Kidd-Gilchrist compares himself to Tim Tebow, and more notes


Michael Kidd-Gilchrist drives to the basket against Portland at Rupp Arena on Saturday, Nov. 26, 2011. Photo by Scott Hannigan

Notes from Tuesday’s media session

  • Quick injury update: Terrence Jones, who missed the last two games with a finger injury, practiced yesterday, but “no one was really allowed to touch him,” coach John Calipari said. He will practice twice Tuesday and be re-evaluated on his status for Wednesday’s game against Lamar.
  • Kyle Wiltjer, who sat out Monday’s practice with an illness, is back today and said he’s fine.
  • Speaking on Wiltjer, he continues to work on being tougher so he can guard bigger players, but he’s also getting help on defense. “Coach Cal continues to emphasize playing team defense, having each other’s backs,” Wiltjer said. “I’m trying my best to get better so I can defend those guys.”
  • Although he knows he’s not the strongest player on the team — which hurts his post defense — he feels he can compensate in other ways. “Just knowing angles and how to defend a guy when he doesn’t have the ball can go a long way,” Wiltjer said.
  • The “Breakfast Club” is up to four meetings and eight members, Michael Kidd-Gilchrist said. “A lot of chemistry is building up,” Kidd-Gilchrist said. “It’s like a brotherhood now.”
  • Calipari said Kidd-Gilchrist was initially hesitant to be a leader because he’s a freshman. “But there comes a point where you step up and start dragging the team, even as a young player,” Calipari said. “And he’s begun to do it.”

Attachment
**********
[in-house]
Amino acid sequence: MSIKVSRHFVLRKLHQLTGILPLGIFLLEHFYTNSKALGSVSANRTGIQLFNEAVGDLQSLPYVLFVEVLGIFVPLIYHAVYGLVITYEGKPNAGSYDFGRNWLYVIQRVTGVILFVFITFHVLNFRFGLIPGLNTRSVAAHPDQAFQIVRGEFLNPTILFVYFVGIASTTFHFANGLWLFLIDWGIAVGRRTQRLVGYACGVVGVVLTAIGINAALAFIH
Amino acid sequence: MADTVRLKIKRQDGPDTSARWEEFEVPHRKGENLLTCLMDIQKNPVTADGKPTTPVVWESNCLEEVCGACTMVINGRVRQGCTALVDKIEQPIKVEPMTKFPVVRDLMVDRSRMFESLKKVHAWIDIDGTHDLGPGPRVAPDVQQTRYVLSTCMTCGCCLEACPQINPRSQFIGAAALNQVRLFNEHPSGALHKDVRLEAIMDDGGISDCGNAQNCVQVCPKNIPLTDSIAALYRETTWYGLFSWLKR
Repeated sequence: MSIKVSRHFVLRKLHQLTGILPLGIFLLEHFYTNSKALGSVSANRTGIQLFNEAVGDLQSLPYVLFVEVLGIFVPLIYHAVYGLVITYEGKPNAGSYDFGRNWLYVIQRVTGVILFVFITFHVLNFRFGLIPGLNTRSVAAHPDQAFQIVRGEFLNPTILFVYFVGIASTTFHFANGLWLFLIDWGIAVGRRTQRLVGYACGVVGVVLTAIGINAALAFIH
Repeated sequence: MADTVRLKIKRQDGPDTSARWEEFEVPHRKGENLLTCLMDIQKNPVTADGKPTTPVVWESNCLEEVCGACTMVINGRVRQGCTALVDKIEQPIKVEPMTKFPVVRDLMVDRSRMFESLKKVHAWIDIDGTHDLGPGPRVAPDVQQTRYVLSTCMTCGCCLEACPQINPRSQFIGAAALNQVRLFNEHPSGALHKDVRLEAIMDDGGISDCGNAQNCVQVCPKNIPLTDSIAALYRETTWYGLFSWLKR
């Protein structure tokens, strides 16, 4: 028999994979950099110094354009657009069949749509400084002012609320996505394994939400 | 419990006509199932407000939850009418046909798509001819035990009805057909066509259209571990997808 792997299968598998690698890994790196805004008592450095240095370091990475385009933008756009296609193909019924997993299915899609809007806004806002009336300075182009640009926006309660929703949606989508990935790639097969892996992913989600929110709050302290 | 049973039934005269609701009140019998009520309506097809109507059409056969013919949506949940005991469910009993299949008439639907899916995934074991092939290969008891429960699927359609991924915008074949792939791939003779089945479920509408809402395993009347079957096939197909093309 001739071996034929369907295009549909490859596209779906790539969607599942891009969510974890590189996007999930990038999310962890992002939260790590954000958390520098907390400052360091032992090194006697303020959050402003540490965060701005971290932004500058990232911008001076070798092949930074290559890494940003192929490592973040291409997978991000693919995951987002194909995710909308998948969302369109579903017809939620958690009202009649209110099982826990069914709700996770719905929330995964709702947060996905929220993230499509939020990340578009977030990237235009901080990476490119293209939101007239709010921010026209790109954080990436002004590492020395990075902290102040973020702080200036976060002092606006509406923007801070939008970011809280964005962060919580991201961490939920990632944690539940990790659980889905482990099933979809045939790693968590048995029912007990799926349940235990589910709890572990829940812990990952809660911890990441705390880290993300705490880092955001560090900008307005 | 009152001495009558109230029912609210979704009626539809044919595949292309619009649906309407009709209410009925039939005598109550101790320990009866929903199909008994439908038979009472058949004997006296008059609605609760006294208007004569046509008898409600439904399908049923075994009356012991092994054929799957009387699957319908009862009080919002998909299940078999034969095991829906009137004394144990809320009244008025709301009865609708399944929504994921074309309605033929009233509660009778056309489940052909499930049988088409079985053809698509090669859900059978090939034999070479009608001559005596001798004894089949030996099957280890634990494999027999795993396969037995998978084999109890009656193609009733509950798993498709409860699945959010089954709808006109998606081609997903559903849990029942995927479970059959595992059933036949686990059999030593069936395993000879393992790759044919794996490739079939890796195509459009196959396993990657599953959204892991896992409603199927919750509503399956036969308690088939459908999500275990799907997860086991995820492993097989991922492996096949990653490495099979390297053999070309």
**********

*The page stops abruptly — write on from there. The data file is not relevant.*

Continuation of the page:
• Said Kidd-Gilchrist, “I’m ready to lead. I’m a freshman, but so what?”
  • Part of that is putting in the work, and Kidd-Gilchrist does just that. When asked why he gets up early to work out, Kidd-Gilchrist drew a sports comparison. “You know, I’m like a Tim Tebow. I just want to win the games, however it takes,” Kidd-Gilchrist said.
  • But he won’t be “Tebowing” any time soon. “I’m not doing all that. I just like his mindset.”
  • Kidd-Gilchrist probably had a better break than most, as his mother recovered from an illness that hospitalized her on the day of UK’s last game. Kidd-Gilchrist said he talked to Calipari for what seemed like “hours” that day. “It was on my mind,” Kidd-Gilchrist said. “I considered not playing. I tried to fight through it, so that’s what I did.”
  • Saturday’s rivalry game against No. 4 Louisville may be looming, but players and coaches don’t think they’re overlooking Wednesday’s game against Lamar. “We haven’t talked about this weekend at all,” Calipari said. “They may be looking at it or thinking about it, but I don’t think so.” Wiltjer said the team was only focused on Lamar.
  • Kentucky has sent nine players to the NBA, seven of them first-round picks, in the past two years. So Calipari made sure he caught the opening nights over Christmas break. “[That] is what’s great for me as a coach,” Calipari said, pointing out Josh Harrellson getting minutes for the New York Knicks, DeMarcus Cousins and Tyreke Evans playing well for the Sacremento Kings and Brandon Knight seeing action with the Detroit Pistons. “It just makes you proud.”
  • Calipari again pointed out what he perceives as a slight in the media toward his team’s academic performances. Calipari thinks the media underplays his team’s GPA when they do well and overplays it when they do poorly. “Are you trying to prove if you’re one-and-done you don’t care about academics?” Calipari said. “That’s out there, but it’s not true.”
  • For the record, it certainly seems like Calipari is pointing out the Herald-Leader’s work. Here’s what they had in the spring, when UK got a 3.14. And here’s what they had when UK got a 2.7 this fall. I’ll let you decide if it’s fair coverage. (UPDATE: I received an email with a link to a story on the GPA from Calipari’s first semester, so I’ll put all five in order: Fall 2009’s 2.025, Spring 2010’s 2.18, Fall 2010’s 2.824, Spring 2011’s 3.14, Fall 2011’s 2.7)